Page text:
Jump to content
BC Boards

So i'm considering getting a 2nd Dog... Advice Please...


Recommended Posts

Thankyou for all the advice - i didn't mean to start an anti JRT thread though! :rolleyes: lol

 

I went out yesterday and today, just to go out of my way to meet JRT - (the park of course) I came across 11. 2 of those i knew of already as they dog walk at the same times as me. The other nine were new to me. 7 were very friendly, with the same kind of temperments as Ollie. 1 was very(!!!) crazy - jumping up ect, but the owner just didnt seem to have control and i consider that to be a training problem. The last one was on a lead as was a rescue nerous of other dogs.

 

So they cant all be bad! :D

 

I'll keep you all updated on my research! :D

 

 

I'm sorry but, I have to get on the no jack band wagon too.

 

I had one I had to rehome due to many reasons one being she was female dog agressive. She had been spayed since the min I got her which should have been 6 months but, she has had real anxiety problems.

She was good with kids though.

 

My mom had a male who was voted most likely to be killed by another dog. He never backed down from a fight and loved the excitement of starting one. He reminded me of bevis of the bevis and butt head cartoon. He'd shake and almost vibrate over the excitement. He also had a number of Bites under his belt. (also Neutered from 5 month).

 

I'm not saying you couldnt manage one but, there are so many other mixed puppies with wire hair available that would totally suit your family and meet the energy and nonshed factor. Our rescue always has tons of all sizes. My favorite dog of all time was a wire hair basset mix.

He lives with a family locally and he is a total doll.

Link to comment
Share on other sites

  • Replies 52
  • Created
  • Last Reply

Top Posters In This Topic

Thankyou for all the advice - i didn't mean to start an anti JRT thread though! :rolleyes: lol

 

It's not an anti JR thread (with one major exception). Give me a dog with attitude any day.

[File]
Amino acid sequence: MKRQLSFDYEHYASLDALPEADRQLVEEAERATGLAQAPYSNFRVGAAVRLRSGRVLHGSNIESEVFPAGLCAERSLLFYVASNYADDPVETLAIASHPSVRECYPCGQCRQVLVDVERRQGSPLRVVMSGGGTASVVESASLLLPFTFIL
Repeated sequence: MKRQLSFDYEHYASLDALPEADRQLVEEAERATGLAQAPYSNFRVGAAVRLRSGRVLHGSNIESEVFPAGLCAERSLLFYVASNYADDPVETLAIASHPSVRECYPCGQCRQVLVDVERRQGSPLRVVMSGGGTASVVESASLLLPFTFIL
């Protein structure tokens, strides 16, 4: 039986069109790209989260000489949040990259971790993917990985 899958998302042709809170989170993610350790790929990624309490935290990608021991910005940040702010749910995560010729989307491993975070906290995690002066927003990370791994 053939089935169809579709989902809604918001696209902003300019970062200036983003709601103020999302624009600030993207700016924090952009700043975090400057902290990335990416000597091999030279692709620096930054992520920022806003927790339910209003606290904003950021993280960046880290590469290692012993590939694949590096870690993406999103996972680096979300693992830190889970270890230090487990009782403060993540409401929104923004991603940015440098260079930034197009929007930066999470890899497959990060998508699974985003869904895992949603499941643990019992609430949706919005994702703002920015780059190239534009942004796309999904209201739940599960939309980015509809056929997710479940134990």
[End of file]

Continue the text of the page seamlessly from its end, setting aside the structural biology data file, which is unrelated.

I'm sure quite a few of us who have posted love the little g**s - we just don't think they'd be suitable for your situation.

They aren't bad, just terriers with terrier instincts, and those can include getting hyper excited and nipping when faced with children running around and shrieking as they do.

As I said, mine is great with children - but he can still be wound up enough to forget himself and use his teeth.

 

Pam

Link to comment
Share on other sites

I would not have a JRT around kids that weren't my own (haha...like I'll ever have kids). But seriously, they're too nippy for kids.

 

A puppy is no guarantee of how a dog will grow up. If you want to know how a dog will turn out, get an adult dog.

 

Honestly, size of the dog has less to do with house size than activity level of the dog. Mick would NEVER be an apartment dog. Sinead could easily live in a studio apartment. She's very active outside, but inside she just lays around. Sometimes she'll wrestle with Mick, but they don't really play with each other. Mick's not much for playing with other dogs. He won't play tug with her anymore, since she always wins, and he's a sore loser. And despite the fact that her breed has a bad rap, she is 100% stable with kids/people. A kid could do anything to her, and she's actually very gentle playing with kids, even though she can be rough playing with adults.

 

 

Ditto what njnovice said! I also have a pit bull and border collies and was going to suggest a Pit Bull or Stafforshire Bull Terrier(the nanny dog). The bully breeds can make amazing companions for children!

 

Janet

Link to comment
Share on other sites

Thankyou for all the advice - i didn't mean to start an anti JRT thread though! :rolleyes: lol

 

I went out yesterday and today, just to go out of my way to meet JRT - (the park of course) I came across 11. 2 of those i knew of already as they dog walk at the same times as me. The other nine were new to me. 7 were very friendly, with the same kind of temperments as Ollie. 1 was very(!!!) crazy - jumping up ect, but the owner just didnt seem to have control and i consider that to be a training problem. The last one was on a lead as was a rescue nerous of other dogs.

 

So they cant all be bad! :D

 

I'll keep you all updated on my research! :D

 

Its not that they are "bad dogs" per se, but that they may not be a good choice in your situation. Keep in mind that *living* with a JRT is way different than meeting one who is friendly. There may be a more laid back dog who really likes kids, but that type of JRT wouldn't be the norm.

Link to comment
Share on other sites